At #418, the Estonian is the lowest-ranked woman to ever reach the U.S. Open quarterfinals, aside from the five unranked woman who have done so since the rankings became official in 1975. doubles, the final matches to set up the quarterfinal match-ups were completed, and the big news was that #1-seeded Ekaterina Makarova & Elena Vesnina fell 6-3/6-4 to Andreja Klepac & Maria Jose Martinez Sanchez. The Russians had won titles at Wimbledon and Toronto in their last two tournaments. juniors, #5-seeded Canadian Carson Branstine defeated mighty mite Pole Maja Chwalinska in three sets. A year ago, as a wild card representing the U.S. at Flushing Meadows, Branstine knocked off #2 Olesya Pervushina in the 2nd Round before losing in the QF of the girls singles to eventual champion Kayla Day. Day would then defeat Bianca Andreescu (a WTA level QF in Washington this summer, and winner of the '17 AO/RG girls doubles w/ Branstine) and Viktoria Kuzmova (who pushed Venus to three sets last week) in the SF and Final, respectively.

#2 seed Marta Kostyuk (AO jr. champ) dropped the opening set to 16-year old Sada Nahimana of Burundi, then won twelve straight games to win 4-6/6-0/6-0. The Ukrainian won the Repentigny Grade 1 event in Canada this weekend.

Fun week in Repentigny???? #winnerg1

A post shared by Marta Kostyuk (@koostyuk) on

...we'll get a third edition of this Open's favorite late night show, "The Late Show starring Madison Keys" tonight on Ashe, as the Bannerette plays her third night match of this tournament. Once again, she's also the second match up on the main court, too, just two days after finishing up her 3rd Round match at a quarter to 2 o'clock in the morning, the second-latest finish of any night match in women's U.S. Open history. Keys played -- and won -- that match last year, too.

We won't likely get a repeat tonight, as she and Elina Svitolina will be playing after Roger Federer, who generally doesn't get dragged into a three-hour plus clash under the lights. So things will likely wrap up after midnight.

But with Madison waiting in the wings, you never know.

LIKE ON DAY 8: Even when they don't play, they make news...

LIKE ON DAY 8: And Venus being Venus...

...and, finally... when this happened...

And this happens...

Random comments like this in response are a must...

If your friend is far worse and nasty to people than the person you're criticizing, it's best to just say nothing.

"But her handshake..." (Just stop.)

So, is critiquing post-match handshakes the new grunting "controversy" that'll be used to minimize and attack the players in the women's game? And I say "game" because the Latvian at least can't also be accused of not winning something big. Meanwhile, the same "standards" aren't as stringently applied to the latest young men's star (who also hasn't actually won anything big yet, it should be noted), of course.

Askin' for a friend.

"Stop telling such outlandish tales. Stop turning minnows into whales."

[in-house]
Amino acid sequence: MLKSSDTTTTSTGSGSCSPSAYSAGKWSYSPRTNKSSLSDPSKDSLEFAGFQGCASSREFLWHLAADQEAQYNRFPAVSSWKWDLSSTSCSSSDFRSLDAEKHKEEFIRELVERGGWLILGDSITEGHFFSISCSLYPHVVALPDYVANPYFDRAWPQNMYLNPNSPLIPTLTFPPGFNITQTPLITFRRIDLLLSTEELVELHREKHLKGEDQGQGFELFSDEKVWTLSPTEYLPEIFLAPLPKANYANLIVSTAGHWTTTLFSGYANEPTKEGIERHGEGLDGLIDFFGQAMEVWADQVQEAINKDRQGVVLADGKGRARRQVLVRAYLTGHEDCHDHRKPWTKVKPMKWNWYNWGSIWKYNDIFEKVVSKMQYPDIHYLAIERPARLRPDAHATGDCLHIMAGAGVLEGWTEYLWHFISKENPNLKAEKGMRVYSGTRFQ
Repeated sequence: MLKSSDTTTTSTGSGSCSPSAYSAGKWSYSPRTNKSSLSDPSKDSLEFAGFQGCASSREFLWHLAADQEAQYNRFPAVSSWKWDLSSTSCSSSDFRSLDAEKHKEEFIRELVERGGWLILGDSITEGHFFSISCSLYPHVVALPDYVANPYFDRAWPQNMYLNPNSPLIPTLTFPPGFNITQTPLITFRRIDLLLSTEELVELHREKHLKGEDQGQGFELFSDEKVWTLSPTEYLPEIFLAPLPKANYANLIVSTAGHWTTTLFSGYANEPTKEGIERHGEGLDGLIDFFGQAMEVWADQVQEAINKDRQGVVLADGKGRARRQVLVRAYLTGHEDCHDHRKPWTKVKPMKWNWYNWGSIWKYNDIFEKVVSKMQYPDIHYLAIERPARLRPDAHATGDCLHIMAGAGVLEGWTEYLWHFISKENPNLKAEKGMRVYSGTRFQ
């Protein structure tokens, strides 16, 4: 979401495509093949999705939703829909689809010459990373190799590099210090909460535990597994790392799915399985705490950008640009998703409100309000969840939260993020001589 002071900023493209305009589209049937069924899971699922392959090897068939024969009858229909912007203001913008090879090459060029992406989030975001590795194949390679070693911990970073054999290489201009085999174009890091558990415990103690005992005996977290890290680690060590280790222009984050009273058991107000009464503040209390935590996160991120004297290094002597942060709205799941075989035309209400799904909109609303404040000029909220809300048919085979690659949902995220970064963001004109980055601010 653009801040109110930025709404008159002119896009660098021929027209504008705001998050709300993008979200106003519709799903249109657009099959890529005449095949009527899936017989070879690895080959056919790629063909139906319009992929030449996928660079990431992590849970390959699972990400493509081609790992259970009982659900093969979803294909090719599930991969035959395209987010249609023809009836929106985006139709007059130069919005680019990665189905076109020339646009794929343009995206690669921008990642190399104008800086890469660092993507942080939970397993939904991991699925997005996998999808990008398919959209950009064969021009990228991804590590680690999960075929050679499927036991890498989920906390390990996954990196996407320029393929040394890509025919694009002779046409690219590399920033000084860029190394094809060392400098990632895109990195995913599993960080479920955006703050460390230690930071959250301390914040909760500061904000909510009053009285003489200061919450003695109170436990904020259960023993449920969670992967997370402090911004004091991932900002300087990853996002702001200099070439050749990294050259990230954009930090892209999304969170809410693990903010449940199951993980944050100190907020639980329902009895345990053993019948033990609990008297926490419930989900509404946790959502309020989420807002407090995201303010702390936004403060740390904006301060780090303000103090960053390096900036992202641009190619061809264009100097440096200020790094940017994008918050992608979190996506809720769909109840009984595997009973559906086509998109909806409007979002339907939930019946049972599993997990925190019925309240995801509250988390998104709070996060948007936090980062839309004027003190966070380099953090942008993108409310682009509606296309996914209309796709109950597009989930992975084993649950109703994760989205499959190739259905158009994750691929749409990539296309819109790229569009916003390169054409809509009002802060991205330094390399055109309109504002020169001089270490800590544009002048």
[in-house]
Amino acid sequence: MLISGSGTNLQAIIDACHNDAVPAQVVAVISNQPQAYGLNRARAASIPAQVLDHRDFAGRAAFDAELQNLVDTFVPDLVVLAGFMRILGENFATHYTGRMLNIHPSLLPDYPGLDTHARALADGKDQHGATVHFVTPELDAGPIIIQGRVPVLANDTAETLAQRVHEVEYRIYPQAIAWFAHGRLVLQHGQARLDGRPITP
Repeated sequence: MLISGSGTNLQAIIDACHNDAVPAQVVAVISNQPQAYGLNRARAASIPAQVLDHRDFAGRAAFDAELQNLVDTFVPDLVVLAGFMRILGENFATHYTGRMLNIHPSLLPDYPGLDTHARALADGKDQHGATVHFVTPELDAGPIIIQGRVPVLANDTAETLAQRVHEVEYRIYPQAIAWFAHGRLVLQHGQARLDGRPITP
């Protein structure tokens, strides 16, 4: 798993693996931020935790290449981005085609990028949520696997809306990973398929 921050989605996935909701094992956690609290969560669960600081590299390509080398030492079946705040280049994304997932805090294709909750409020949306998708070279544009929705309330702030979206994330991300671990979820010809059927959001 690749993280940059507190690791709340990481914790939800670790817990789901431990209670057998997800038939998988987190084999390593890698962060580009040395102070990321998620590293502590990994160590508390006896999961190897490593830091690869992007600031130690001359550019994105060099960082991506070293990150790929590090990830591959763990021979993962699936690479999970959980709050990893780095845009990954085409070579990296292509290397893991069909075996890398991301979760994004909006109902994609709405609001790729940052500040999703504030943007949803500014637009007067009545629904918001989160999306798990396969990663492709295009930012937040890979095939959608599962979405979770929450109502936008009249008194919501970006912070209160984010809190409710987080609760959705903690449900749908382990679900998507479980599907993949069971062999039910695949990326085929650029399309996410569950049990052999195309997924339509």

"Dr. Seuss"

#1 Karolina Pliskova/CZE def. Jennifer Brady/USA
#20 CoCo Vandeweghe/USA def. Lucie Safarova/CZE
#4 Elina Svitolina/UKR vs. #15 Madison Keys/USA
(Q) Kaia Kanepi/EST def. Dasha Kasatkina/RUS
#9 Venus Williams/USA def. Carla Suarez-Navarro/ESP
#13 Petra Kvitova/CZE def. #3 Garbine Muguruza/ESP
Sloane Stephens/USA def. #30 Julia Goerges/GER
#16 Anastasija Sevastova/LAT def. (WC) Maria Sharapova/RUS

Klepac/Martinez-Sanchez (SLO/ESP) vs. #7 Hradecka/Siniakova (CZE/CZE)
#3 Safarova/Strycova (CZE/CZE) vs. #9 Dabrowski/Xu Yifan (CAN/CHN)
#5 Babos/Hlavackova (HUN/CZE) vs. #4 Mirza/Peng (IND/CHN)
H.Chan/Sh.Zhang (TPE/CHN) vs. #2 Y.Chan/Hingis (TPE/SUI)

#1 Hingis/J.Murray (SUI/GBR) vs. Spears/Cabal (USA/COL)
#4 Babos/Soares (HUN/BRA) vs. Vandeweghe/Tecau (USA/ROU)
#7 Dabrowski/Bopanna (CAN/IND) vs. #3 H.Chan/Venus (TPE/NZL)
#8 Hradecka/Matkowski (CZE/POL) vs. An.Rodionova/Marach (AUS/AUT)

[since 32-seed draw in 2001]
2001 Daja Bedanova, CZE
2002 Elena Bovina, RUS
2004 Shinobu Asagoe, JPN
2007 Agnes Szavay, HUN
2009 Kateryna Bondarenko, UKR
2009 Kim Clijsters, BEL (WC) - won title
2009 Melanie Oudin, USA
2009 Yanina Wickmayer, BEK
2010 Dominika Cibulkova, SVK
2011 Angelique Kerber, GER
2013 Daniela Hantuchova, SVK
2013 Flavia Pennetta, ITA
2014 Belinda Bencic, SUI
2014 Peng Shuai, CHN
2015 Kristina Mladenovic, FRA
2015 Roberta Vinci, ITA - reached final
2016 Ana Konjuh, CRO
2016 Anastasija Sevastova, LAT
2016 Caroline Wozniacki, DEN
2017 Sloane Stephens, USA
2017 Kaia Kanepi, EST (Q)

[since 1975 rankings]
Unranked - 1977 Billie Jean King
Unranked - 1979 Billie Jean King
Unranked - 1981 Barbara Gerken
Unranked - 1982 Gretchen Rush
Unranked - 2009 Kim Clijsters [W]
#418 - 2017 Kaia Kanepi
#103 - 1980 Barbara Hallquist
#92 - 2016 Ana Konjuh
#92 - 2011 Angelique Kerber

2010 Venus Williams, USA
2011 Samantha Stosur, AUS
2012 Serena Williams, USA
2013 Serena Williams, USA
2014 Victoria Azarenka, BLR
2015 Serena Williams, USA & Venus Williams, USA
2016 Madison Keys, USA
2017 "The Late Show starring Madison Keys"

1991 Monique Kalkman, NED
1992 Chantal Vandierendonck, NED
1993 Chantal Vandierendonck, NED
1994 Monique Kalkman, NED
1995 Monique Kalkman, NED
1996 Maaike Smit, NED